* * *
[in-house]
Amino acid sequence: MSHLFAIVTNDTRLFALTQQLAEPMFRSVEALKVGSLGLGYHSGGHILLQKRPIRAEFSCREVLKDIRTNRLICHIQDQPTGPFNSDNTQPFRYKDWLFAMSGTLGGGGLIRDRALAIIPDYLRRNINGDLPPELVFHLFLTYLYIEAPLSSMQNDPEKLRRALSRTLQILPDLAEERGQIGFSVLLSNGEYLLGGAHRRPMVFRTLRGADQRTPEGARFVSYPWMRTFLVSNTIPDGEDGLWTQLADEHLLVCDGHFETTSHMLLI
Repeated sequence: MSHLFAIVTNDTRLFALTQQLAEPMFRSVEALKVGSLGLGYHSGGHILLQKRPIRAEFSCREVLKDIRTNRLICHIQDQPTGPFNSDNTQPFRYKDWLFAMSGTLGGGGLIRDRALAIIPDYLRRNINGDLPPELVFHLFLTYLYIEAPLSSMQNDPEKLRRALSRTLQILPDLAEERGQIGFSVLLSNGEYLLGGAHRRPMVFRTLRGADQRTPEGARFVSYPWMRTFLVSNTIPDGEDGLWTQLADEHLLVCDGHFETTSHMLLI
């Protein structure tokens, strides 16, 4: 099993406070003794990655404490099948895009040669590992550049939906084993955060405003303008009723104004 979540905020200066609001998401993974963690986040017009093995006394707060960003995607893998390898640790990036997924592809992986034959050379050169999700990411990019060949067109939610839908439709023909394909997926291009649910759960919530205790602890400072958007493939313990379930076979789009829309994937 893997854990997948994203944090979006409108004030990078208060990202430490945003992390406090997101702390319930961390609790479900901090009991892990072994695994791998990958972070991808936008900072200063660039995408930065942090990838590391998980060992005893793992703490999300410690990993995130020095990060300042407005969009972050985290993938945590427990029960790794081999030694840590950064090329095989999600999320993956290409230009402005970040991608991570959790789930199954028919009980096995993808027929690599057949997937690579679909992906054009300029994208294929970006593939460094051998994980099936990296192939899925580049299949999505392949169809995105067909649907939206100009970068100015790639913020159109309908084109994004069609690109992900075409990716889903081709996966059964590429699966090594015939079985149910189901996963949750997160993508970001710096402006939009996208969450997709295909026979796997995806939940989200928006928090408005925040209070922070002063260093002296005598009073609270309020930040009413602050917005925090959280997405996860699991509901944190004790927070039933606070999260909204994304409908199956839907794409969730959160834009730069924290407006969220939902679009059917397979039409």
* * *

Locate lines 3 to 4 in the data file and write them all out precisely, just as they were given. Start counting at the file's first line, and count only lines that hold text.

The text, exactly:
Repeated sequence: MSHLFAIVTNDTRLFALTQQLAEPMFRSVEALKVGSLGLGYHSGGHILLQKRPIRAEFSCREVLKDIRTNRLICHIQDQPTGPFNSDNTQPFRYKDWLFAMSGTLGGGGLIRDRALAIIPDYLRRNINGDLPPELVFHLFLTYLYIEAPLSSMQNDPEKLRRALSRTLQILPDLAEERGQIGFSVLLSNGEYLLGGAHRRPMVFRTLRGADQRTPEGARFVSYPWMRTFLVSNTIPDGEDGLWTQLADEHLLVCDGHFETTSHMLLI
């Protein structure tokens, strides 16, 4: 099993406070003794990655404490099948895009040669590992550049939906084993955060405003303008009723104004 979540905020200066609001998401993974963690986040017009093995006394707060960003995607893998390898640790990036997924592809992986034959050379050169999700990411990019060949067109939610839908439709023909394909997926291009649910759960919530205790602890400072958007493939313990379930076979789009829309994937 893997854990997948994203944090979006409108004030990078208060990202430490945003992390406090997101702390319930961390609790479900901090009991892990072994695994791998990958972070991808936008900072200063660039995408930065942090990838590391998980060992005893793992703490999300410690990993995130020095990060300042407005969009972050985290993938945590427990029960790794081999030694840590950064090329095989999600999320993956290409230009402005970040991608991570959790789930199954028919009980096995993808027929690599057949997937690579679909992906054009300029994208294929970006593939460094051998994980099936990296192939899925580049299949999505392949169809995105067909649907939206100009970068100015790639913020159109309908084109994004069609690109992900075409990716889903081709996966059964590429699966090594015939079985149910189901996963949750997160993508970001710096402006939009996208969450997709295909026979796997995806939940989200928006928090408005925040209070922070002063260093002296005598009073609270309020930040009413602050917005925090959280997405996860699991509901944190004790927070039933606070999260909204994304409908199956839907794409969730959160834009730069924290407006969220939902679009059917397979039409």